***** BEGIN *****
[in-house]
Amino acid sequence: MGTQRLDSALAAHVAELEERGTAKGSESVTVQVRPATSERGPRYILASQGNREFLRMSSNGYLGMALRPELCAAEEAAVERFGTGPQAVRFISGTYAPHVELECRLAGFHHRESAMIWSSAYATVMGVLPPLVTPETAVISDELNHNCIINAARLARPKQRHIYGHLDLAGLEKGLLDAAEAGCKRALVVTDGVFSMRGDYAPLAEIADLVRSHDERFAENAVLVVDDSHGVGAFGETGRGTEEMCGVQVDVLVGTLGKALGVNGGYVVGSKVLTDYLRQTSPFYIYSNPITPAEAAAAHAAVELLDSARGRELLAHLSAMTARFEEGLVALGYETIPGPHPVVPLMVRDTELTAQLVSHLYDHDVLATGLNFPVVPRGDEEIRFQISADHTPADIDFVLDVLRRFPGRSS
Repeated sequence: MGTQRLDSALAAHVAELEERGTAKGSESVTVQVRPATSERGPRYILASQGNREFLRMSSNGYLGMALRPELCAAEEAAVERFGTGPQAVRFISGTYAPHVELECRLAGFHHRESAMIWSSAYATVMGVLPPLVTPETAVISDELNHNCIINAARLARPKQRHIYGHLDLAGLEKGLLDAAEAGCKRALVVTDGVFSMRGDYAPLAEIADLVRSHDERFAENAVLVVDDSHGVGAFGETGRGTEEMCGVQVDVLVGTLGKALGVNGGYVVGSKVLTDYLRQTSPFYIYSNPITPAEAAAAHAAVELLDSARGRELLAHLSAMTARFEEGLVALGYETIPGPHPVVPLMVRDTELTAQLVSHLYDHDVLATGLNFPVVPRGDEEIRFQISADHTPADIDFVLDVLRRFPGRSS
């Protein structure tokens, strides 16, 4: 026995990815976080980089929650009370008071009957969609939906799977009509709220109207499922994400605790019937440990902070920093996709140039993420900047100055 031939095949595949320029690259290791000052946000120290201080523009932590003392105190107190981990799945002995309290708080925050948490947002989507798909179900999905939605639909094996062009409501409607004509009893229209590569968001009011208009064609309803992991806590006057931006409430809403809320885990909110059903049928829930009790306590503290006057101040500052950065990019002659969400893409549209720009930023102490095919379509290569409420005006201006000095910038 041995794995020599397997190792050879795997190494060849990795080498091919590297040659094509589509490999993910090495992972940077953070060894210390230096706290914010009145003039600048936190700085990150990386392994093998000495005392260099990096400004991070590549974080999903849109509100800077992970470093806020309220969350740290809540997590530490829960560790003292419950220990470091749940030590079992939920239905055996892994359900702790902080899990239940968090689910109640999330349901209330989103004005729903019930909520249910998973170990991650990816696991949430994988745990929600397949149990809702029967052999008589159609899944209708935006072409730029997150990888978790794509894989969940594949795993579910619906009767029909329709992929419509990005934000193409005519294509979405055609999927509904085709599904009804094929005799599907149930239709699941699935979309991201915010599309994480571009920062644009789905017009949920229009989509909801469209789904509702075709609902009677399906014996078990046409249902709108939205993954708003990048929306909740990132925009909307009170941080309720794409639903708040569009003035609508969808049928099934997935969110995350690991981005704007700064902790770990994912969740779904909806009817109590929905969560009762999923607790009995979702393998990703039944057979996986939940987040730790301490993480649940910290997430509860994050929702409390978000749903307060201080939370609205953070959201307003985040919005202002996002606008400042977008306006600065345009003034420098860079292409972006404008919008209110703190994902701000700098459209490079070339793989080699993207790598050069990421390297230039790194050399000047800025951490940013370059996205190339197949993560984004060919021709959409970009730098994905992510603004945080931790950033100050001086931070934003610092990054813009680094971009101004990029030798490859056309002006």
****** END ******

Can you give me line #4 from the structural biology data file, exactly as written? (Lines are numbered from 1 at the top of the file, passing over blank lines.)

């Protein structure tokens, strides 16, 4: 026995990815976080980089929650009370008071009957969609939906799977009509709220109207499922994400605790019937440990902070920093996709140039993420900047100055 031939095949595949320029690259290791000052946000120290201080523009932590003392105190107190981990799945002995309290708080925050948490947002989507798909179900999905939605639909094996062009409501409607004509009893229209590569968001009011208009064609309803992991806590006057931006409430809403809320885990909110059903049928829930009790306590503290006057101040500052950065990019002659969400893409549209720009930023102490095919379509290569409420005006201006000095910038 041995794995020599397997190792050879795997190494060849990795080498091919590297040659094509589509490999993910090495992972940077953070060894210390230096706290914010009145003039600048936190700085990150990386392994093998000495005392260099990096400004991070590549974080999903849109509100800077992970470093806020309220969350740290809540997590530490829960560790003292419950220990470091749940030590079992939920239905055996892994359900702790902080899990239940968090689910109640999330349901209330989103004005729903019930909520249910998973170990991650990816696991949430994988745990929600397949149990809702029967052999008589159609899944209708935006072409730029997150990888978790794509894989969940594949795993579910619906009767029909329709992929419509990005934000193409005519294509979405055609999927509904085709599904009804094929005799599907149930239709699941699935979309991201915010599309994480571009920062644009789905017009949920229009989509909801469209789904509702075709609902009677399906014996078990046409249902709108939205993954708003990048929306909740990132925009909307009170941080309720794409639903708040569009003035609508969808049928099934997935969110995350690991981005704007700064902790770990994912969740779904909806009817109590929905969560009762999923607790009995979702393998990703039944057979996986939940987040730790301490993480649940910290997430509860994050929702409390978000749903307060201080939370609205953070959201307003985040919005202002996002606008400042977008306006600065345009003034420098860079292409972006404008919008209110703190994902701000700098459209490079070339793989080699993207790598050069990421390297230039790194050399000047800025951490940013370059996205190339197949993560984004060919021709959409970009730098994905992510603004945080931790950033100050001086931070934003610092990054813009680094971009101004990029030798490859056309002006």